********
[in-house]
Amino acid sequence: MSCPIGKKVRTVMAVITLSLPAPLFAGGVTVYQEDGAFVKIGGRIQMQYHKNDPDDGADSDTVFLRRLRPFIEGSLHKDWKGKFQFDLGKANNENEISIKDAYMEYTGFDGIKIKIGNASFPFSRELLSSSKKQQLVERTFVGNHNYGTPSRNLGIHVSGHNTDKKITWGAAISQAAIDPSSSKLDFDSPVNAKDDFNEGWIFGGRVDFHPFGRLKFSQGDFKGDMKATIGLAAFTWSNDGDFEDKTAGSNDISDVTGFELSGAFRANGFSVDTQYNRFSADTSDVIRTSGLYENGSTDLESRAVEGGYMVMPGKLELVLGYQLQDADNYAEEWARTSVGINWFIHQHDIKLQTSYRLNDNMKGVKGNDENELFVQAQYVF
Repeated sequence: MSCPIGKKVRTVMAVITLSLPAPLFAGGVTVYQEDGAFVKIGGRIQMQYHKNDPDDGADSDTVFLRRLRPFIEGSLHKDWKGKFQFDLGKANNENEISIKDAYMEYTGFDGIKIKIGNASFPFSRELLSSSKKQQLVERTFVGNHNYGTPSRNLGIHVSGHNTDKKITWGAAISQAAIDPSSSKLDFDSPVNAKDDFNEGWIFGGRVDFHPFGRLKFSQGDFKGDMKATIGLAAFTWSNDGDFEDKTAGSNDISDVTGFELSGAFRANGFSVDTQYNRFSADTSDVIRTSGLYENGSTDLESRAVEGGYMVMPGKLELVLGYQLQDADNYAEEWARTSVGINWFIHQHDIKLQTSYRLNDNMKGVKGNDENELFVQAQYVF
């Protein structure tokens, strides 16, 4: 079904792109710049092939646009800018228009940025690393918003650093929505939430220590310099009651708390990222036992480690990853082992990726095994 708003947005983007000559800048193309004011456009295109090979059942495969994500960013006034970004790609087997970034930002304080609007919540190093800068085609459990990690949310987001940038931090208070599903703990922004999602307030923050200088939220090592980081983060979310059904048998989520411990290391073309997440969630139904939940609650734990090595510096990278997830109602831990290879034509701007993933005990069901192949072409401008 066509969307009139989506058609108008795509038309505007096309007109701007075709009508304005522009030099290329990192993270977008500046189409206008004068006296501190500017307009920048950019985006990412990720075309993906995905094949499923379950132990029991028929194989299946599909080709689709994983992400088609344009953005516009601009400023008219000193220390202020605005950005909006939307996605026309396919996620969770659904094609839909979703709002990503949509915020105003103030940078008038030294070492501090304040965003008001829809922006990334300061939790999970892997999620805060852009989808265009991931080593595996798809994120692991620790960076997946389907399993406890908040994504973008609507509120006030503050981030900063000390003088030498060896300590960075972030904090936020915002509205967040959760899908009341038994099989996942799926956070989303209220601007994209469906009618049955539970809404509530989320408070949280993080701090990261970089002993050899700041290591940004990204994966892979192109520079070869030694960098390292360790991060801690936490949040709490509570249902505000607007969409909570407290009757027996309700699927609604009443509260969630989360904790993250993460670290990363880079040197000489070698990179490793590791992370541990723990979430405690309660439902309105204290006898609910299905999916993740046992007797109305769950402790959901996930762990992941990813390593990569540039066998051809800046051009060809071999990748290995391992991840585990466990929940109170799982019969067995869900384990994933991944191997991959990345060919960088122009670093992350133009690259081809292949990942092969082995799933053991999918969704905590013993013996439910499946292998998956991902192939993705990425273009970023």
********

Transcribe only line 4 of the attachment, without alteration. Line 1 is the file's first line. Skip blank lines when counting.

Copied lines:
């Protein structure tokens, strides 16, 4: 079904792109710049092939646009800018228009940025690393918003650093929505939430220590310099009651708390990222036992480690990853082992990726095994 708003947005983007000559800048193309004011456009295109090979059942495969994500960013006034970004790609087997970034930002304080609007919540190093800068085609459990990690949310987001940038931090208070599903703990922004999602307030923050200088939220090592980081983060979310059904048998989520411990290391073309997440969630139904939940609650734990090595510096990278997830109602831990290879034509701007993933005990069901192949072409401008 066509969307009139989506058609108008795509038309505007096309007109701007075709009508304005522009030099290329990192993270977008500046189409206008004068006296501190500017307009920048950019985006990412990720075309993906995905094949499923379950132990029991028929194989299946599909080709689709994983992400088609344009953005516009601009400023008219000193220390202020605005950005909006939307996605026309396919996620969770659904094609839909979703709002990503949509915020105003103030940078008038030294070492501090304040965003008001829809922006990334300061939790999970892997999620805060852009989808265009991931080593595996798809994120692991620790960076997946389907399993406890908040994504973008609507509120006030503050981030900063000390003088030498060896300590960075972030904090936020915002509205967040959760899908009341038994099989996942799926956070989303209220601007994209469906009618049955539970809404509530989320408070949280993080701090990261970089002993050899700041290591940004990204994966892979192109520079070869030694960098390292360790991060801690936490949040709490509570249902505000607007969409909570407290009757027996309700699927609604009443509260969630989360904790993250993460670290990363880079040197000489070698990179490793590791992370541990723990979430405690309660439902309105204290006898609910299905999916993740046992007797109305769950402790959901996930762990992941990813390593990569540039066998051809800046051009060809071999990748290995391992991840585990466990929940109170799982019969067995869900384990994933991944191997991959990345060919960088122009670093992350133009690259081809292949990942092969082995799933053991999918969704905590013993013996439910499946292998998956991902192939993705990425273009970023």